While some D.C. residents are struggling to pay skyrocketing water fees, the News4 I-Team found the District government would be paying 10 times more if DC Water calculated the government's rates the same way it does for residents.
Those fees are part of the Clean Rivers program, which charges every D.C. resident based on the square footage of their property that's impervious, meaning it could add to the District's stormwater runoff problem.
A huge portion of those fees comes from private sidewalks, roadways and parking areas. But back when DC Water created the fee a decade ago, it decided to exempt thousands of miles of public roads, sidewalks and alleys from the calculation.
DC Water has to raise $2.6 billion for the program. So, every time someone pays less, everyone else is forced to pay more.
What almost no one realized was that DC Water agreed to cut the district and federal governments that break on their fees without bothering to figure out how much that would cost all of the utility's other customers.
The News4 I-Team did the math. D.C. government only paid about $8 million toward this fee last year.
If all of Washington D.C.'s roads and sidewalks counted, the District would have to pay another $80 million per year, according to Department of Energy and Environment records obtained by the I-Team.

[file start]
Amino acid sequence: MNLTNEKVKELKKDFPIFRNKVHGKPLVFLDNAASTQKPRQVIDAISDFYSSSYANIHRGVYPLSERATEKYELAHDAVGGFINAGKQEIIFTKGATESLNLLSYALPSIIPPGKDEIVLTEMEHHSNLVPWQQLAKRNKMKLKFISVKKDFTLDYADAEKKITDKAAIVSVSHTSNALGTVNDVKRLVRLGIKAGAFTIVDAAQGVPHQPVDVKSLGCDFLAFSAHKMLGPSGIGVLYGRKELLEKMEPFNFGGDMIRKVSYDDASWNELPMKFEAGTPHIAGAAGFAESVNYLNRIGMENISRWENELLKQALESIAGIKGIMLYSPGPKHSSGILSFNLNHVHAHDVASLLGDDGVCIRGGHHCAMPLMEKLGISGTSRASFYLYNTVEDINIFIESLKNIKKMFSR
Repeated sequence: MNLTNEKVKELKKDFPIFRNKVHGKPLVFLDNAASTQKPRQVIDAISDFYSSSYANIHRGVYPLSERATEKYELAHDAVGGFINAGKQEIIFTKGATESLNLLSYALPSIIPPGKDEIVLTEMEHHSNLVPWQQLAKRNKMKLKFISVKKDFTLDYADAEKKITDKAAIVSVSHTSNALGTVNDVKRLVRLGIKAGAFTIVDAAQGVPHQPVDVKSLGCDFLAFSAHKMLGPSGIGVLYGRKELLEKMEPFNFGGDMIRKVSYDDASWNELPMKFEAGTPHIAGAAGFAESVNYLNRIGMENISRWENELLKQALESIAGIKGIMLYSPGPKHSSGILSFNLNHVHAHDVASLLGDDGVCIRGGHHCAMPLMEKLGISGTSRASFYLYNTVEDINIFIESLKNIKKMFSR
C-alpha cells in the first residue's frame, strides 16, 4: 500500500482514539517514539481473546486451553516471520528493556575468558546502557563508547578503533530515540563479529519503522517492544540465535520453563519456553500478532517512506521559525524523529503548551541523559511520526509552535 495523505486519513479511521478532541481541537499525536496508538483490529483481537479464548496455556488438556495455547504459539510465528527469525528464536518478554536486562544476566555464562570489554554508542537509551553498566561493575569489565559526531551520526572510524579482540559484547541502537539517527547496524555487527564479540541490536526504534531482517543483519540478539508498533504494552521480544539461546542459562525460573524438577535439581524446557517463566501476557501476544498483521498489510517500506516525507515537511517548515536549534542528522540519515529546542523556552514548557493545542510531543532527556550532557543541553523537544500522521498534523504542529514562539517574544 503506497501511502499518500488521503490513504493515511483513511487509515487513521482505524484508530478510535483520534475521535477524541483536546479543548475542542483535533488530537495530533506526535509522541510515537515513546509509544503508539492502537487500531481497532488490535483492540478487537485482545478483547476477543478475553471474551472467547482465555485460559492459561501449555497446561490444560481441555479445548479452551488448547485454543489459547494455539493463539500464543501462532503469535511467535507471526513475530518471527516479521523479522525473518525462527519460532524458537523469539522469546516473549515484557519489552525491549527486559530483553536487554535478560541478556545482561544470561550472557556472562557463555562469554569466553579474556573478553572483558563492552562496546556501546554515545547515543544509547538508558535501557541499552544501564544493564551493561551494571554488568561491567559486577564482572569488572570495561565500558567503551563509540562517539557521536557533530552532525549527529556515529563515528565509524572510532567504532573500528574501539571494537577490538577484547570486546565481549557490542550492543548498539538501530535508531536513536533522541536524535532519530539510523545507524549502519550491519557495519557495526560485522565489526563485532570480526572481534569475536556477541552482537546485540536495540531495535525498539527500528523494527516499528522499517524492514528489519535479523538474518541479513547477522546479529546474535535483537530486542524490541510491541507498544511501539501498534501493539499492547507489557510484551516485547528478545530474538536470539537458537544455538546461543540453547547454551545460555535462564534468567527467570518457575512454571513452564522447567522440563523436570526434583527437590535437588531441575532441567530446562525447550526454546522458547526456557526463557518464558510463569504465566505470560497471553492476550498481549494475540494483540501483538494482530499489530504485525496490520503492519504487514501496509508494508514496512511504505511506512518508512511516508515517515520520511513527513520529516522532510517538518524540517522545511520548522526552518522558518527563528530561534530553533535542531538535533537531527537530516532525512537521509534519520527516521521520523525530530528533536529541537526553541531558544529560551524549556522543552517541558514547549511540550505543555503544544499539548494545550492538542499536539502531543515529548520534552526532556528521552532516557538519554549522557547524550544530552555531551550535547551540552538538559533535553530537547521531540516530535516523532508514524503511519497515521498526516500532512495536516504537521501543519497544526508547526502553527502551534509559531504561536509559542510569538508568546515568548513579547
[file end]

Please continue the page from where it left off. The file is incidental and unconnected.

If the federally-owned roads and sidewalks that are currently exempted were included, DC Water is missing out on a total of $84 million a year.
Since the fee started in 2009, the District and federal governments have only been paying the fee based on the square footage of their buildings and walkways on their government-owned property. But thousands of miles of public roads and sidewalks in the right of way haven't been counted.
That's particularly upsetting to the thousands of residents who are being forced to pay those fees for private roads and sidewalks on their property.
Some homeowners associations told the I-Team they're already paying tens of thousands of dollars a year, and with the fees growing exponentially every year, it could bankrupt them.
"The city is all of us, and one way or another you're going to pay for it," said water customer Allen Holland, "But there should be some mechanism to have the city pay its fair share. Everyone should pay their fair share who's using the roads and causing the runoff."
So far, at least three advisory neighborhood commissions have passed resolutions expressing concern about the high water fees and written letters to council members urging them to do something to make the fee structure more fair. Most homeonwers pay about $300 a year.
"At the end of the day, I think the pain level is important but so is just transparency and oversight and residents being confident that people are looking out for them," said ANC Commissioner Amy Hemingway.
Councilwoman Mary Cheh held a public hearing and listened to residents' concerns for hours. She's asked DC Water to investigate ways to make its fee structure more fair.
Cheh told the I-Team she's also examining whether the district government could somehow pay more of its fair share to offset the burden for residents.